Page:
Belem is a suburb of Lisbon located to the southwest of the city. Situated alongside the River Tagus, at the point where it meets the Atlantic, Belém is the place from which the Portuguese ships sailed on their voyages of discovery. Nowadays it is an area of tourism, leisure and recreation where historical monuments lie next to modern museums, contemporary art exhibitions and busy cafes.
Fearing the notoriously crowded direct tram (rightfully so after passing the tram stop with a looooog line) we walked from our apartment to the Cais do Sodré train station and caught the direct train to Belem. For 1.30 euro one way, we comfortably rode the regional train along the river to our destination. After leaving the train station, we walked along the river with all the other tourists and came along the smallest food truck ever; of course it sells Tapas.
The Monument to the Discoveries was built in 1960 on the 500th anniversary of the death of Henry the Navigator, the “father” of the Portuguese adventuring on the sea. This towering, white monument is shaped like one of the famous caravels (Portuguese sailing ships) and points out to sea, its giant stone-carved crew prominent characters from Portuguese history such as the poet Camões, the navigators Vasco da Gama and Magalhães, kings Alfonso V and Manuel I, and at the front Henry the Navigator himself.
From there we walked over to the Tower of Belem. This ornate and distinctively shaped tower was originally designed in 1514 as a formidable fortress and key to the defense of the river mouth. It was originally built on a small island, but is now on the river bank as the land pushed out towards it. On the day of our visit, all the entry fees in Belem were waived, so the line to get into the tower was overwhelming. A fact that would haunt us as we moved on to the next site, the Monastery.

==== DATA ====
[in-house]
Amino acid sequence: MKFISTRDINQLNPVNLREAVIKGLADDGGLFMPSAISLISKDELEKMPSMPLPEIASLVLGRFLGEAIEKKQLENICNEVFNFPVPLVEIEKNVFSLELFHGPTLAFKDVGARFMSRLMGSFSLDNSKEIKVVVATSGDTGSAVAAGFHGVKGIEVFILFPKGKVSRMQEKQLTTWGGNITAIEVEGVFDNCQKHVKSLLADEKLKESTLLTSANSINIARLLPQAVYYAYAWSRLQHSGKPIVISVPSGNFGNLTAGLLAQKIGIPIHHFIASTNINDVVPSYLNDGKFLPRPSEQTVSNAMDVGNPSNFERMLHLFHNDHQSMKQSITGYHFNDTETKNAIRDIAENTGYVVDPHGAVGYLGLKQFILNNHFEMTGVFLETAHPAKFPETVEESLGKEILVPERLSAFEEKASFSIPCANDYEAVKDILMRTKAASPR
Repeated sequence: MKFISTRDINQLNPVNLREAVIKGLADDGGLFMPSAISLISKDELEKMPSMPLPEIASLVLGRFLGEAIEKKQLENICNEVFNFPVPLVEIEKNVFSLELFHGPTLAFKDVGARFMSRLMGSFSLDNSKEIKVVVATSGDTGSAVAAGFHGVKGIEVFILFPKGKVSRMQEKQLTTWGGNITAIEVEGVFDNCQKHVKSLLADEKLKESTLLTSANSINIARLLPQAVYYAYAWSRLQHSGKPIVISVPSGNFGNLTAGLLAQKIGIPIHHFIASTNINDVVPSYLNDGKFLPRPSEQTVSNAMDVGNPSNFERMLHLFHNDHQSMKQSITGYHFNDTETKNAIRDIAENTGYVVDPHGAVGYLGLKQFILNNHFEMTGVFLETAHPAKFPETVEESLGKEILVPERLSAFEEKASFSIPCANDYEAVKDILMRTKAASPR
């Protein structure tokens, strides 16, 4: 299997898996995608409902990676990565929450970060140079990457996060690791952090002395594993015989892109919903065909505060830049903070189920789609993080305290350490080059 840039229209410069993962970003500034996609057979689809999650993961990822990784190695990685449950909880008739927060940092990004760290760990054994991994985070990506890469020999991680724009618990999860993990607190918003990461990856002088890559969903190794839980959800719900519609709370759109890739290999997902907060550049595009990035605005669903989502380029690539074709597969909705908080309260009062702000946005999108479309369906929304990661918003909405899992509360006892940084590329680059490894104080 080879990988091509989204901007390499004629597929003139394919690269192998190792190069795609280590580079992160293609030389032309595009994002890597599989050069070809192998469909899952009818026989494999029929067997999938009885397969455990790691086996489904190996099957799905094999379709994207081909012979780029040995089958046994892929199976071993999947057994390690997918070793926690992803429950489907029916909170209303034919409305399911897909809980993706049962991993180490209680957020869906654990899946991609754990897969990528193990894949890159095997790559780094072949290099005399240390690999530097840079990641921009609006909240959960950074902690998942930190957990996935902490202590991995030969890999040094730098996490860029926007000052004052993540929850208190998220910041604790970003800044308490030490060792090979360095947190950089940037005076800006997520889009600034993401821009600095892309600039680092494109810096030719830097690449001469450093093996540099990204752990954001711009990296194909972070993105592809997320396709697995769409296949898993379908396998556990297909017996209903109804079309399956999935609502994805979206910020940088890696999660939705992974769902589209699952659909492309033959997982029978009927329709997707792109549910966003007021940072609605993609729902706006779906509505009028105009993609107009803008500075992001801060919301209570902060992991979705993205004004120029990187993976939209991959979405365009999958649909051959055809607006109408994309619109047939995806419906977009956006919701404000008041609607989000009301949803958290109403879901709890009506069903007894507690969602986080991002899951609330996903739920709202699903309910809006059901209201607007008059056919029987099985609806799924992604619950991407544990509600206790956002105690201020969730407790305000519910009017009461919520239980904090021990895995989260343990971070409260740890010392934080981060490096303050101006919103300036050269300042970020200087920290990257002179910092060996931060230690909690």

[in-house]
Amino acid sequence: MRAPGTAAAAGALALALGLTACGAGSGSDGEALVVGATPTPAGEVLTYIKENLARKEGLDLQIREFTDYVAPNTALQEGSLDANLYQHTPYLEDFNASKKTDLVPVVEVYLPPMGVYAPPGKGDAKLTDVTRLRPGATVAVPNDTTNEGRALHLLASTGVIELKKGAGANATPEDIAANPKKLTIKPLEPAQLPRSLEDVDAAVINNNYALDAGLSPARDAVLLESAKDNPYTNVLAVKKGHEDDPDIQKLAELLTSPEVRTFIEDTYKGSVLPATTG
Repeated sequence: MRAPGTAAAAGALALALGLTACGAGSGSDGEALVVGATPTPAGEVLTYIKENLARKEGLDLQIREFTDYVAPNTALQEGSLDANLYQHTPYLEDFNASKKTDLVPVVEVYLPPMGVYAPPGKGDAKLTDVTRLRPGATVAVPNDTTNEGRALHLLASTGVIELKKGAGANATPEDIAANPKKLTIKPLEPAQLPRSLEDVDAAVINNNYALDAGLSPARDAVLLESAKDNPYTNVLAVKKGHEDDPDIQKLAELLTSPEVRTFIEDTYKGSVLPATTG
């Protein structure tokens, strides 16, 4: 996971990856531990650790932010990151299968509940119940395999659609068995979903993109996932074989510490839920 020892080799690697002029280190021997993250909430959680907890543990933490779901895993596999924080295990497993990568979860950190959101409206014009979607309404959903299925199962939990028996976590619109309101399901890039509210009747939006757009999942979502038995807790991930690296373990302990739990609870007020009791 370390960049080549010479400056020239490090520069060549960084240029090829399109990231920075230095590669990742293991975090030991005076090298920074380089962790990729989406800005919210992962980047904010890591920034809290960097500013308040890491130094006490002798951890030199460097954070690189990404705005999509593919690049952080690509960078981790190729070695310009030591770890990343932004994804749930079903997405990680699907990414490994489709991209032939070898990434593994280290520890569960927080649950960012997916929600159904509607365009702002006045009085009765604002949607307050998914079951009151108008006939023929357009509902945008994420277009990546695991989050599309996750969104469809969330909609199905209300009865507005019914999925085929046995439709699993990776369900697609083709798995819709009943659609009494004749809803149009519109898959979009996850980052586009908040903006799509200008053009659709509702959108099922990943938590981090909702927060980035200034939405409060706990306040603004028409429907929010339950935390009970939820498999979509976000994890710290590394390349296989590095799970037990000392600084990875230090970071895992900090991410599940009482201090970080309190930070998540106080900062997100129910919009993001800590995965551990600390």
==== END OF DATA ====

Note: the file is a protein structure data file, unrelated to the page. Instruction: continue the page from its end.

The magnificent and immense 16th century Hieronymite Monastery. Taking almost 100 years to build, the colossal size and ornate decoration of the Mosteiro dos Jerónimos reflect the prosperity of the Portuguese kingdom and empire at that time, and it was created to honor the sailors who helped bring Portugal to world status. Again, the immensity of the place really didn’t overshadow the immensity of the line to get in, so we didn’t get a chance to go inside. But, wandering along the west side by the Museu de Marinha we witnessed the power of large projectiles through the armor-plated side of a ship. We attempted a pasteis de nata at Pasteis de Belem but were once again thwarted by the line. Fine. It’s just a pastry with custard; the one from the grocery store seemed just fine. (I’m waiting to be struck down by lightning for that).
After a nice lunch of local cheeses and cheese stuffed lamb meatballs at Taberna Dos Ferreiros, we found the Jardim Botânico Tropical gardens which even though was a bit run down, was a nice afternoon walk amongst the ducks, chickens and peacocks that roam freely about the gardens.
Check out the entire Lisbon area gallery here